D is for Denouement

I nearly headed this post "D is for dull." With a few exceptions, my "D" list is remarkably full of authors I have no desire to read again.

Dahl: However, I start with an author that I greatly admire. Not Charlie and the Chocolate Factory or its sequel, which makes my skin crawl. But Dahl has written a number of short stories for children and for adults that are incredibly funny. I recommend Dahl especially if you can get Quentin Blake's drawings as a bonus.

Dante: And I recommend Dante, specifically The Divine Comedy although it does depend on which translation you read. I enjoy Sayers' translation for her notes, not so much for the poetry. There's an audio version of but The Inferno, translation Pinksy, read by George Guidall--ooh, it makes you shiver!

Defoe: I can't especially recommend Defoe. Robinson Crusoe just isn't that interesting to me. I sort of understand why it became a children's classic, aimed at adventurous youth. But even as a kid, I didn't much care for stories about people stuck on islands, not even regarding the Swiss Family Robinson.

De Lint, Charles: De Lint is one of those authors that I feel like I OUGHT to love. I OUGHT to think he is absolutely fantastic--kind of like I ought to adore Andre Norton. De Lint writes fantasy. His novels always sound totally fascinating. Etc. Etc. Etc. But I can never get into his stuff. It isn't lack of ability on his part, just a lack of author/reader empathy.

Dickens: I don't object to people calling Dickens a great author. And I can respect his need, as a working writer, to produce thousands of words on demand (fill the space!). But I find his work almost unreadable. He produced great stories that make good movies (an author like Dickens IS what movies are for).

Dostoevsky: One Christmas holiday I was stuck in the Detroit airport for over 12 hours. It was a horrible experience. I ended up buying Crime & Punishment from the bookstore; I figured I could get through a fair amount in 12 hours. And I did. And I got home and put it down and never picked it up again. I won't argue about its classic designation. I just got to the point where I couldn't understand why it couldn't end. Which was how I felt about being stuck in the airport, so I'm sure there's a Pavlovian emotional connection here.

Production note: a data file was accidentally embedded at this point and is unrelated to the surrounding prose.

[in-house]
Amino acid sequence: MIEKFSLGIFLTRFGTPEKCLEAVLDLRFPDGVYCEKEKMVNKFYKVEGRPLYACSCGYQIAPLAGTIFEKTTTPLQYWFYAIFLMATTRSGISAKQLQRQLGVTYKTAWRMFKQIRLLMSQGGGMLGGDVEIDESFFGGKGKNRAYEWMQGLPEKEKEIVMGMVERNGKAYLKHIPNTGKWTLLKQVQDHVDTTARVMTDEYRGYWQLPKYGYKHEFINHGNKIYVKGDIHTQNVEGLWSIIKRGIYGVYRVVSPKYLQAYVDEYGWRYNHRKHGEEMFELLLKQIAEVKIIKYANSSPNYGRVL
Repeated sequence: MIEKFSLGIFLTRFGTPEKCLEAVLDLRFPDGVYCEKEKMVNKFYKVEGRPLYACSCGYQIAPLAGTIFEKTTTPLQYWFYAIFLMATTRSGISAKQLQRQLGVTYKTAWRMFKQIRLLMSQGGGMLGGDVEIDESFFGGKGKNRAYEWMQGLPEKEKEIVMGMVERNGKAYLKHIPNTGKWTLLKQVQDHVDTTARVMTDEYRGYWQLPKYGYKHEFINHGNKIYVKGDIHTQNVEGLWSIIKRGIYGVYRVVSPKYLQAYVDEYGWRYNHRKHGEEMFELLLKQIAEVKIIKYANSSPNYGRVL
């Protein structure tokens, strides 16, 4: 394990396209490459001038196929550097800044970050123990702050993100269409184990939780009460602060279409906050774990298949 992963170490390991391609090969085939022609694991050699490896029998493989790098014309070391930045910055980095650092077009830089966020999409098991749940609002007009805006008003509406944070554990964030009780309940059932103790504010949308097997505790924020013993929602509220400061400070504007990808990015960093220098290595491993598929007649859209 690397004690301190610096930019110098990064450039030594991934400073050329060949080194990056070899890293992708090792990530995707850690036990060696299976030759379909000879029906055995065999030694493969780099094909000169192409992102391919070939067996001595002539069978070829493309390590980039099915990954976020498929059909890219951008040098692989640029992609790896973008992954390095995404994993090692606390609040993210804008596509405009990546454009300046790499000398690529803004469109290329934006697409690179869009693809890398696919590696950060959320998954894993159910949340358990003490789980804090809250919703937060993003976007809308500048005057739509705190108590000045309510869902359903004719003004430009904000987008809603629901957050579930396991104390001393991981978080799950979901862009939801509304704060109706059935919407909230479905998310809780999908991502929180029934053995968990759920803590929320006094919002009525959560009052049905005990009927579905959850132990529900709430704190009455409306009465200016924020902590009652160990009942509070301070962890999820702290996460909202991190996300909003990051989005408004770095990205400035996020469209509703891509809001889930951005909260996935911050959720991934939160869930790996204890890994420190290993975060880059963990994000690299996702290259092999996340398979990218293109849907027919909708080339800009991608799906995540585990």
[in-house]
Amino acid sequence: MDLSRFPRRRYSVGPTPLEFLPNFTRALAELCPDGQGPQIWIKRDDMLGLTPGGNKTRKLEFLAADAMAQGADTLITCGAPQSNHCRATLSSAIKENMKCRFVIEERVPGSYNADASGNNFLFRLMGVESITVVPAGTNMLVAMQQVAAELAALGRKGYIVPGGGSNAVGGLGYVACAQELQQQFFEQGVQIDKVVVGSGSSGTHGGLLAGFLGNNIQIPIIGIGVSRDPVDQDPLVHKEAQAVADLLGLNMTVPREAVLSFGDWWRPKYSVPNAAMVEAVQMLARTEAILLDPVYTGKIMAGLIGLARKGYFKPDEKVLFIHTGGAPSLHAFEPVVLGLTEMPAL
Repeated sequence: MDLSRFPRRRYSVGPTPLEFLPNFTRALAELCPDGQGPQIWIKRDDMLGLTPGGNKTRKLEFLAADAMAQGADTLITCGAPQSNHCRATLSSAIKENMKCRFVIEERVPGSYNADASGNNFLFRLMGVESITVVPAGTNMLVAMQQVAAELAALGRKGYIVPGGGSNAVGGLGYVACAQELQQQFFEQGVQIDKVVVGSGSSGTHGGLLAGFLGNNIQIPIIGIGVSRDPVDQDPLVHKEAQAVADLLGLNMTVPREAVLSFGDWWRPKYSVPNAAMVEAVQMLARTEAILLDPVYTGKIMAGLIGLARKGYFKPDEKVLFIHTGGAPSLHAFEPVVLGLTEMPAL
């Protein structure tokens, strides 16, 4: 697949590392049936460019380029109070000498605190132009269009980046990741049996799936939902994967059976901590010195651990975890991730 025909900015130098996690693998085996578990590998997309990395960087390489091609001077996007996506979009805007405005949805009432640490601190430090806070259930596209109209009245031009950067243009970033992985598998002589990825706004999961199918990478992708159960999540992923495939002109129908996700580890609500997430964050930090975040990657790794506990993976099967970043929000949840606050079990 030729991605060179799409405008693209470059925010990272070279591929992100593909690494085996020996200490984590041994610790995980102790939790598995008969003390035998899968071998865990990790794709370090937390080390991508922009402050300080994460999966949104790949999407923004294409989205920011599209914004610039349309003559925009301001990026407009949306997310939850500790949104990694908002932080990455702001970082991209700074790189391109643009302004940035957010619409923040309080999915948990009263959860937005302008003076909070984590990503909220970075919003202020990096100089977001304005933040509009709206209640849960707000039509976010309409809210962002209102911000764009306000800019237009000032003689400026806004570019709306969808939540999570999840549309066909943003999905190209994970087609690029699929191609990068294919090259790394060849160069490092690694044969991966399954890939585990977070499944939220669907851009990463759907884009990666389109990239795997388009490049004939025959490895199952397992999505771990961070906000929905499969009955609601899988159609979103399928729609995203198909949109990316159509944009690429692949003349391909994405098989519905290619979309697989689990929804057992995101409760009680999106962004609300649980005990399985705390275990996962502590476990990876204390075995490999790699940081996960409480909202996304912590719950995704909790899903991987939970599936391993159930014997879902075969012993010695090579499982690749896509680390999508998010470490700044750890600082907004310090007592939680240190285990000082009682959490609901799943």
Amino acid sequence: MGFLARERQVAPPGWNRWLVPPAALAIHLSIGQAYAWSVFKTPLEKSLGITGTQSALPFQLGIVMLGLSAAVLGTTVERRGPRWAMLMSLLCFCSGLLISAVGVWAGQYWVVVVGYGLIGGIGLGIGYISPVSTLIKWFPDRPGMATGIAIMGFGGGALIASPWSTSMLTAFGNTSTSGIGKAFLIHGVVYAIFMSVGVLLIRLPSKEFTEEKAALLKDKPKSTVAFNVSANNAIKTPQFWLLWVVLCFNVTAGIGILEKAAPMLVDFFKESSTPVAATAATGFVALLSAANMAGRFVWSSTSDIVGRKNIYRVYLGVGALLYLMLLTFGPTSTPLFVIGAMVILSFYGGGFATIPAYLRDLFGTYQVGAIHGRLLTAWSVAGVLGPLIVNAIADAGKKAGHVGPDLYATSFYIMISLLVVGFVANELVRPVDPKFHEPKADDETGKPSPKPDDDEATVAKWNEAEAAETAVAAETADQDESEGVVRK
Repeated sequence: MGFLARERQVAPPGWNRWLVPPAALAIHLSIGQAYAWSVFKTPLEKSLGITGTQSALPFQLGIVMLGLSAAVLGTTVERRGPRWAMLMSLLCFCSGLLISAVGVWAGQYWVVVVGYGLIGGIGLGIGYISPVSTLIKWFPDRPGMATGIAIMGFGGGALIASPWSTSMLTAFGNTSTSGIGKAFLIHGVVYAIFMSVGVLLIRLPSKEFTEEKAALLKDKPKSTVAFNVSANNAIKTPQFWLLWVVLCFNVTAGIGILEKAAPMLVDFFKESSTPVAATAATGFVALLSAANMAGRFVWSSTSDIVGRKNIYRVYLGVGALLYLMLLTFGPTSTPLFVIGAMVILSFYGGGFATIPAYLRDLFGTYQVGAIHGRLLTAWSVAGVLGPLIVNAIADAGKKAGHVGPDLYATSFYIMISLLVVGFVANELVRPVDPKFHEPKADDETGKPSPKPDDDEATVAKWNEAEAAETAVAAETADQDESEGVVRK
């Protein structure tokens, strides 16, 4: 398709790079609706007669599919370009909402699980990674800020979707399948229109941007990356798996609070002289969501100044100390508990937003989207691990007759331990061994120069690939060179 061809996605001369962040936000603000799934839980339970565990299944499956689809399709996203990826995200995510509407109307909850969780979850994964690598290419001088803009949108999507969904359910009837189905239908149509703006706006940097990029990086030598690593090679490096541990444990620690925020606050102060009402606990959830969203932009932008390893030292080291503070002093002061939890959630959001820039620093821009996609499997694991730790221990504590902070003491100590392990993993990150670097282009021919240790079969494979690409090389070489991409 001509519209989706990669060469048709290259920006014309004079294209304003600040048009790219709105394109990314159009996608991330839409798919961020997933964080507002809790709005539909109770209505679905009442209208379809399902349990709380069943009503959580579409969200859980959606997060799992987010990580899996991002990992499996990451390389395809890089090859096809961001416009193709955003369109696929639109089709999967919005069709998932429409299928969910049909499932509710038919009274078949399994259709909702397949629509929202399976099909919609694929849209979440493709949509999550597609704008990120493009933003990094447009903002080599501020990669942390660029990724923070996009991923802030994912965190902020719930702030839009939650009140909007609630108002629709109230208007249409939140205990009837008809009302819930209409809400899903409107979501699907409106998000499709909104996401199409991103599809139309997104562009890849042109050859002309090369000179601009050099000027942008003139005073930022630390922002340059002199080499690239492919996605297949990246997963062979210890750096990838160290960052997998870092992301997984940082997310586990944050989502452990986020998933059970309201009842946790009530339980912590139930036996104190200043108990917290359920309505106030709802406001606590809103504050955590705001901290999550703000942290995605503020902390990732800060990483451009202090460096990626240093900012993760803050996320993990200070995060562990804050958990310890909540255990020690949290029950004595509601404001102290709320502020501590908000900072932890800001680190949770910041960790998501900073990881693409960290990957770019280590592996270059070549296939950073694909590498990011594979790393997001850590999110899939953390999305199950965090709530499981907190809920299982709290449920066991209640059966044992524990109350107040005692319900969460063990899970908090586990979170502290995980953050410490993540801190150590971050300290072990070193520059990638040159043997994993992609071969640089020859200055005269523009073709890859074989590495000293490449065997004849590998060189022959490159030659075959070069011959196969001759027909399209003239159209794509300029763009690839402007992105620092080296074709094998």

Donaldson, Stephen: Stephen Donaldson was, at least in my memory, the next biggest thing after Tolkien's paperbacks hit American bookstores. I know that there were Thomas Covenanter books about our house when I was a kid, and I read at least one. Unfortunately, Almost-Tolkien doesn't interest me, especially since Tolkien is just about the only World fantasy author I tolerate (I have read one of Eddings' series). In general, I prefer more relationship-oriented tales.

Doyle, Sir Arthur Conan: Ah, the creator of Sherlock Holmes! I intend to write more about Doyle in a later post. For now, I will state that the Sherlock Holmes' stories are true classics. I recently listened to The Hound of the Baskervilles read by the marvelous Simon Prebble. It is one nifty adventure story with great tension and atmosphere; Doyle sure knew how to combine detection with action (possibly one reason that Holmes-out of all the fictional detectives--is so repeatedly translated into film and television).

Dreiser: I read Sister Carrie for the previous A-Z list. I gave it a positive review. Eh. I haven't read anything by Dreiser since. However, I've always been glad I read Sister Carrie because it enabled me to pick up on a reference in a Law & Order: Criminal Intent episode. In one of her confrontations with Goren, Nicole Wallace gives him a hint about her true identity by referring to the "George Hurstwood Foundation." George Hurstwood is an embezzling main character in Sister Carrie. Since Renaissance Man Goren has read Sister Carrie, he picks up on Nicole's clue. The first time I watched this scene, I was so proud of myself: See, knowing literature is worth something; it enables you to pick up references in pop culture!!

Duane, Diane: I'm a big fan of Diane Duane's YA and adult literature although of her adult literature, I prefer her Star Trek stuff to her contemporary fantasies. I particularly like the way she tackles the Classic Trek characters. I feel like her stories are more than recitations of events: her characterizations give us more insight into Spock, McCoy, Kirk et al's personalities and she delivers solid, believable interactions. I feel like I am reading about Star Trek characters, not some other characters with Star Trek names.

Durrell, Lawrence: Gerald Durrell is technically non-fiction, so I'm not addressing his hilarious books My Family and Other Animals and Beasts, Birds, and Relatives here. Because Lawrence Durrell is his brother and because Larry was a huge support to Gerry throughout their lives, I've tried (at least twice) to give Lawrence Durrell's fiction books a read. Alas, they are not my type of thing.

Du Maurier, Daphne: Of course I read Rebecca! I haven't read anything else by Du Maurier, but Rebecca is good; the B&W movie is good; the PBS series is good. I can't recommend anything else by this author, but Rebecca is worth a read.

Dumas, Alexandre: I read the non-one-billion-pages version of The Count of Monte Cristo for book club. It was okay--though not the kind of plot that interests me all that much (however, I was recently pleased to grasp the book's thematic use in Person of Interest: as a teacher, returning-for-vengeance Elias assigns this book to his students).

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